What's the used Infiniti Q50 saloon like?
If you were shopping for a premium executive saloon, an Infiniti might not be at the top of your list.
In a hotly contested class of some supremely good cars, whose badges proudly proclaim Audi, BMW and Mercedes-Benz, not to mention Jaguar, the Japanese firm’s name might not be the first one that springs to mind. Worse, if you poke around underneath this Q50, you’ll discover that at heart it’s a Nissan – not a premium badge at all.
On the road, the Q50 performs well with the 2.0 petrol engine, even if it lacks the sort of flexibility you might expect from a turbocharged engine. The hybrid, on the other hand, is seriously rapid and reasonably economical. The range-topping 3.0 petrol is the smoothest and most powerful in the range, although its standard-fit seven-speed automatic gearbox is slow to respond at times.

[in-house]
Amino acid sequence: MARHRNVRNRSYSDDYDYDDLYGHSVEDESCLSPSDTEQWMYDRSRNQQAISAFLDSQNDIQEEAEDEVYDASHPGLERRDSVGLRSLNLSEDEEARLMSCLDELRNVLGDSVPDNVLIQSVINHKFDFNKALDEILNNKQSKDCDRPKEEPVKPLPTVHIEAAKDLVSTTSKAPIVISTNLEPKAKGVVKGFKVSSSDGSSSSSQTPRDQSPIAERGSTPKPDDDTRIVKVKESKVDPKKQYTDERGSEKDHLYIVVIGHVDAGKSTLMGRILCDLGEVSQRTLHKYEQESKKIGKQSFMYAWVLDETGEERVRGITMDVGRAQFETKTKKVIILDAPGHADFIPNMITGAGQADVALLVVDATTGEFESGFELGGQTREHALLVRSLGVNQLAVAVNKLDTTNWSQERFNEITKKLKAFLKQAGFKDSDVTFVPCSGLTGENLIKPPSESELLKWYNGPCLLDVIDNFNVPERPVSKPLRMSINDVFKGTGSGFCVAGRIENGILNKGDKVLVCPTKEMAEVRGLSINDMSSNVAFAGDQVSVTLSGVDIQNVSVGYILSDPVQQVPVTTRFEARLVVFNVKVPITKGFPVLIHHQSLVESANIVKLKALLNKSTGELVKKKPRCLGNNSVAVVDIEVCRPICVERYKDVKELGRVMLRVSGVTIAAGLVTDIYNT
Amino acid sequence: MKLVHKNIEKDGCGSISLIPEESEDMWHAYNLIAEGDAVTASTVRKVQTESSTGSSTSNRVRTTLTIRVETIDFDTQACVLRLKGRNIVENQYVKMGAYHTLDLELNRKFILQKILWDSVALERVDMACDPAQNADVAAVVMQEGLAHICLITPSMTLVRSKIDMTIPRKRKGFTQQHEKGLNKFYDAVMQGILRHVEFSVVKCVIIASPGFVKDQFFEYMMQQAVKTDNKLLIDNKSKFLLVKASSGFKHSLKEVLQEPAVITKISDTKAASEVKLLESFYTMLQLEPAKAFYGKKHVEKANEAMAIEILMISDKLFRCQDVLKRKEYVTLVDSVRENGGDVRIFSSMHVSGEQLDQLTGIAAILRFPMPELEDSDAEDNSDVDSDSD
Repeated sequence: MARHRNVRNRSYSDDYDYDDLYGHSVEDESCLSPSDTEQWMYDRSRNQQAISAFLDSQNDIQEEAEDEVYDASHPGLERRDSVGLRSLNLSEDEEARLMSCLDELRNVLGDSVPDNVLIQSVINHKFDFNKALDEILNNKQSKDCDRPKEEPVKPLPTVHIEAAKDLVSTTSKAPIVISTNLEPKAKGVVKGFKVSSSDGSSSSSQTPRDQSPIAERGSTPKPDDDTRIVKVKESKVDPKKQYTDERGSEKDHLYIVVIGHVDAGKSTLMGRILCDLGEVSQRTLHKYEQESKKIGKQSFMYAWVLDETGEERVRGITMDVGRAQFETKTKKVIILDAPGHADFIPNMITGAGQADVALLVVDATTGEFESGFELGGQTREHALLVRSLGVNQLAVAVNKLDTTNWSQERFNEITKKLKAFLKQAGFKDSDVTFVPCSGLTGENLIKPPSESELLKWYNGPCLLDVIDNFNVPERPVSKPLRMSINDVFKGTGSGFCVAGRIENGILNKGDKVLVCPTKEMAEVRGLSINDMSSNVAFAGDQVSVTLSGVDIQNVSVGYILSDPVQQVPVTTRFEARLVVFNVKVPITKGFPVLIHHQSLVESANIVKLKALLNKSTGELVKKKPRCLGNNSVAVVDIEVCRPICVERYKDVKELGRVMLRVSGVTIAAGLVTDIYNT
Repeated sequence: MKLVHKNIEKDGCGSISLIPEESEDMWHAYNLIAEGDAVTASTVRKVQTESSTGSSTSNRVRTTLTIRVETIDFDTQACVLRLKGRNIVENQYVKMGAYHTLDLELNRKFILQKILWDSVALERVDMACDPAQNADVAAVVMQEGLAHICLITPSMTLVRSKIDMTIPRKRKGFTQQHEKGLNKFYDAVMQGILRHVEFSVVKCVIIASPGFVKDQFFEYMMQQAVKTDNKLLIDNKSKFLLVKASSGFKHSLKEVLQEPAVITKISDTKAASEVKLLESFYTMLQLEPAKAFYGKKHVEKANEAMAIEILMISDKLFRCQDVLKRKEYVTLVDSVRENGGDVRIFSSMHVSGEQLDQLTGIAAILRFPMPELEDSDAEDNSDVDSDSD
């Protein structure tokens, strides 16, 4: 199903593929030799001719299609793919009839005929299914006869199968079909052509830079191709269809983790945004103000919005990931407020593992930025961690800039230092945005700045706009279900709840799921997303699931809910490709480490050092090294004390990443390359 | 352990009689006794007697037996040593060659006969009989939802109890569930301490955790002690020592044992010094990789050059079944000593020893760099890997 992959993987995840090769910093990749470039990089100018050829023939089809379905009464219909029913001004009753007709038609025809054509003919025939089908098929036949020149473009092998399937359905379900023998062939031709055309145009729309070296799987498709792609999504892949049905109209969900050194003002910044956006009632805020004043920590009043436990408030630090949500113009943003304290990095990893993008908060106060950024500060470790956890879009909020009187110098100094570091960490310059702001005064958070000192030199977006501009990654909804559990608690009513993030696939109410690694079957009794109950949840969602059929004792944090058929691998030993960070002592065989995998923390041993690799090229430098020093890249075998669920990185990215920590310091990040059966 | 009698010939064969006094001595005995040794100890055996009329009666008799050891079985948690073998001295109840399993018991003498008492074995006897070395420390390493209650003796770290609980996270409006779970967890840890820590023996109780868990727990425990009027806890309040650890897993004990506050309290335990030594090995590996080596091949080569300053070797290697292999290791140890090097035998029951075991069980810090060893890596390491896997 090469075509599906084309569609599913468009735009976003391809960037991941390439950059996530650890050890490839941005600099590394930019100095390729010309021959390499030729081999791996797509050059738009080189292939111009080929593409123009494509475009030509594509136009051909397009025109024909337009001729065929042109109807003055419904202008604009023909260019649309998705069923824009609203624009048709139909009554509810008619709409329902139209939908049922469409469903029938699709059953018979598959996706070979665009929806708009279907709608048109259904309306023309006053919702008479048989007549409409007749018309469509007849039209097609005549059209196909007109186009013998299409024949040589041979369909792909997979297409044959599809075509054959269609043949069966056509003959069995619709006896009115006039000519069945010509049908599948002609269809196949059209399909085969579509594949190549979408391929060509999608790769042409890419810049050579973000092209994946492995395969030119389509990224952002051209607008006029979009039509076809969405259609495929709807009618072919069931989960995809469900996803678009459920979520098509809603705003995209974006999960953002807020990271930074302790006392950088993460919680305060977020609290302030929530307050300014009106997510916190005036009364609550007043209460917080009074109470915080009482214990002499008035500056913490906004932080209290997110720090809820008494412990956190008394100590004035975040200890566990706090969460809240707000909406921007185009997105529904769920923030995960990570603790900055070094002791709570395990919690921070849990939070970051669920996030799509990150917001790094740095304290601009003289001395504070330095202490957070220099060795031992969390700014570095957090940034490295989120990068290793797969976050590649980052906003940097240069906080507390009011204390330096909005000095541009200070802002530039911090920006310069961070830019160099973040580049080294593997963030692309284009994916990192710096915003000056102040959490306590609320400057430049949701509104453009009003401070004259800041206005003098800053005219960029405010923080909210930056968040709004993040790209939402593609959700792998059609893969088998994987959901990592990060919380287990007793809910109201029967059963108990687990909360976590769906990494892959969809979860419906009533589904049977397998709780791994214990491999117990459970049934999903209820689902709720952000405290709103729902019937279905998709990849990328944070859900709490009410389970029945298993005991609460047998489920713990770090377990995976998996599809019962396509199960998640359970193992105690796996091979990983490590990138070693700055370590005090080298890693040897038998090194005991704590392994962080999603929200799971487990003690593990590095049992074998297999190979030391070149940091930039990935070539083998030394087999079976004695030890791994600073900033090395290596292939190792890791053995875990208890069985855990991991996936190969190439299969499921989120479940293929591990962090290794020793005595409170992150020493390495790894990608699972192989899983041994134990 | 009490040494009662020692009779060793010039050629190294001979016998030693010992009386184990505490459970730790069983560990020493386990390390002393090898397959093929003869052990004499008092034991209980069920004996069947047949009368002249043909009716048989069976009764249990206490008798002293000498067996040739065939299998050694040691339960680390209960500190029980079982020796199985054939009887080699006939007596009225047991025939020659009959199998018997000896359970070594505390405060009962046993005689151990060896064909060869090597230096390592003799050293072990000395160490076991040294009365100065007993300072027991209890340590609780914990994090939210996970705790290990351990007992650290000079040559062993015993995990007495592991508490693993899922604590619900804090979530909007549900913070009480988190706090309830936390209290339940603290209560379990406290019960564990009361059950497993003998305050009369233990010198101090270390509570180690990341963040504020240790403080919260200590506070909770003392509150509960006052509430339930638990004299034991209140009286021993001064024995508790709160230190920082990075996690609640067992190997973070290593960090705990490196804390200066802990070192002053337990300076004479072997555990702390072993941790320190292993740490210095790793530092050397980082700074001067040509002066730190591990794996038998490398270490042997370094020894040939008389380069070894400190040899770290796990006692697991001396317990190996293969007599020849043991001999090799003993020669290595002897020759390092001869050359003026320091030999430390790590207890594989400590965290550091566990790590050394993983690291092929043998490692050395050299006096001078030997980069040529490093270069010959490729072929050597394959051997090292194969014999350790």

The sole diesel in the range is unrefined by class standards. The engine’s clatter resonates around the interior and there’s a lot of mechanical vibration, even at low speeds. The standard manual gearbox is notchy and unpleasant to use, so we would try to seek out the optional automatic.
Dynamically, the Q50 also falls behind the best in class. The Direct Adaptive Steering system of the more expensive models allows you to alter the weight and responsiveness of the steering, but it feels fake and disconcerting. The standard set-up is better, but it still feels rather artificial. The diesel Q50 rides well, remaining settled much of the time, but the hybrid has an uncomfortably firm, jarring ride.
Inside is a good driving position and a dashboard that sticks out for its dual screens: one 7.0in and the other 8.0in. By default, the top screen deals mostly with sat-nav and parking cameras, while the lower one controls other functions, including the Infiniti Drive Mode Selector. The rest of the interior is a bit clunky, though, with too many buttons dotted around and not enough flair to its design.